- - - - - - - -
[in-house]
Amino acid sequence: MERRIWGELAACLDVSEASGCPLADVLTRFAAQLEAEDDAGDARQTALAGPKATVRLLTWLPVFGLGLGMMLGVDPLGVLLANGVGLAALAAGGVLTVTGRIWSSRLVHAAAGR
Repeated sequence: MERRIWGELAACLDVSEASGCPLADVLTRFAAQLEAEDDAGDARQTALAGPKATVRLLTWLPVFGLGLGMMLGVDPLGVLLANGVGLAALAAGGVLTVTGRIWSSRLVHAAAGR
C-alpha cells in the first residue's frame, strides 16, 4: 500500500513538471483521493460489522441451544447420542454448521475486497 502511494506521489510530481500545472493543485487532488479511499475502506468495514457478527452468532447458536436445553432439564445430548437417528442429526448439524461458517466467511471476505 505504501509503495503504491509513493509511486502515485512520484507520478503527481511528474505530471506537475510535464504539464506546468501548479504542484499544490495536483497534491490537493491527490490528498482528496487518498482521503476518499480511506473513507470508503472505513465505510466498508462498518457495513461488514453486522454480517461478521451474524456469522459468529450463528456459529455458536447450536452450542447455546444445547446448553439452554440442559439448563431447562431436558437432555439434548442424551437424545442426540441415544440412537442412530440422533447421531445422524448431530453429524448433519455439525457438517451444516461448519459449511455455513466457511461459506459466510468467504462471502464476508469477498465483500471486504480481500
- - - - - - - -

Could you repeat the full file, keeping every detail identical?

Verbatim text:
[in-house]
Amino acid sequence: MERRIWGELAACLDVSEASGCPLADVLTRFAAQLEAEDDAGDARQTALAGPKATVRLLTWLPVFGLGLGMMLGVDPLGVLLANGVGLAALAAGGVLTVTGRIWSSRLVHAAAGR
Repeated sequence: MERRIWGELAACLDVSEASGCPLADVLTRFAAQLEAEDDAGDARQTALAGPKATVRLLTWLPVFGLGLGMMLGVDPLGVLLANGVGLAALAAGGVLTVTGRIWSSRLVHAAAGR
C-alpha cells in the first residue's frame, strides 16, 4: 500500500513538471483521493460489522441451544447420542454448521475486497 502511494506521489510530481500545472493543485487532488479511499475502506468495514457478527452468532447458536436445553432439564445430548437417528442429526448439524461458517466467511471476505 505504501509503495503504491509513493509511486502515485512520484507520478503527481511528474505530471506537475510535464504539464506546468501548479504542484499544490495536483497534491490537493491527490490528498482528496487518498482521503476518499480511506473513507470508503472505513465505510466498508462498518457495513461488514453486522454480517461478521451474524456469522459468529450463528456459529455458536447450536452450542447455546444445547446448553439452554440442559439448563431447562431436558437432555439434548442424551437424545442426540441415544440412537442412530440422533447421531445422524448431530453429524448433519455439525457438517451444516461448519459449511455455513466457511461459506459466510468467504462471502464476508469477498465483500471486504480481500